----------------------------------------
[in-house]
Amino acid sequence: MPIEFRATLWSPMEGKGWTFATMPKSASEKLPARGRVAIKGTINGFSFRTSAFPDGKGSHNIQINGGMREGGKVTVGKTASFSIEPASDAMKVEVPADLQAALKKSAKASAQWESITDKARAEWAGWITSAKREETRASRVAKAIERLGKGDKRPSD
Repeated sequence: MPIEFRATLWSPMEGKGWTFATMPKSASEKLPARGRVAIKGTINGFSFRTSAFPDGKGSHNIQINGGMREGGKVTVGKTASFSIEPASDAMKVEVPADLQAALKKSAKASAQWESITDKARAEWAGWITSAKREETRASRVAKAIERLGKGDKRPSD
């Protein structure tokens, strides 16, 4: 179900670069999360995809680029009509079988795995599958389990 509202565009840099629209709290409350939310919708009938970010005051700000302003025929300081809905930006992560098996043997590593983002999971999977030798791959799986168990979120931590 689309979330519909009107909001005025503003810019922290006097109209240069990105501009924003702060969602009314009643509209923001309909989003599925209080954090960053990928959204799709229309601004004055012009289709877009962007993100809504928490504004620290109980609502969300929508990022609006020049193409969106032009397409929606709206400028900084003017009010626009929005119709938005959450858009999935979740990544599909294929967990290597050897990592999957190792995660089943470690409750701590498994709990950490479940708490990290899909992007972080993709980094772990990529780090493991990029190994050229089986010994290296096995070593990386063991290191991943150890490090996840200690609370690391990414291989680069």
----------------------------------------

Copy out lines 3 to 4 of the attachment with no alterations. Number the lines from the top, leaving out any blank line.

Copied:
Repeated sequence: MPIEFRATLWSPMEGKGWTFATMPKSASEKLPARGRVAIKGTINGFSFRTSAFPDGKGSHNIQINGGMREGGKVTVGKTASFSIEPASDAMKVEVPADLQAALKKSAKASAQWESITDKARAEWAGWITSAKREETRASRVAKAIERLGKGDKRPSD
């Protein structure tokens, strides 16, 4: 179900670069999360995809680029009509079988795995599958389990 509202565009840099629209709290409350939310919708009938970010005051700000302003025929300081809905930006992560098996043997590593983002999971999977030798791959799986168990979120931590 689309979330519909009107909001005025503003810019922290006097109209240069990105501009924003702060969602009314009643509209923001309909989003599925209080954090960053990928959204799709229309601004004055012009289709877009962007993100809504928490504004620290109980609502969300929508990022609006020049193409969106032009397409929606709206400028900084003017009010626009929005119709938005959450858009999935979740990544599909294929967990290597050897990592999957190792995660089943470690409750701590498994709990950490479940708490990290899909992007972080993709980094772990990529780090493991990029190994050229089986010994290296096995070593990386063991290191991943150890490090996840200690609370690391990414291989680069």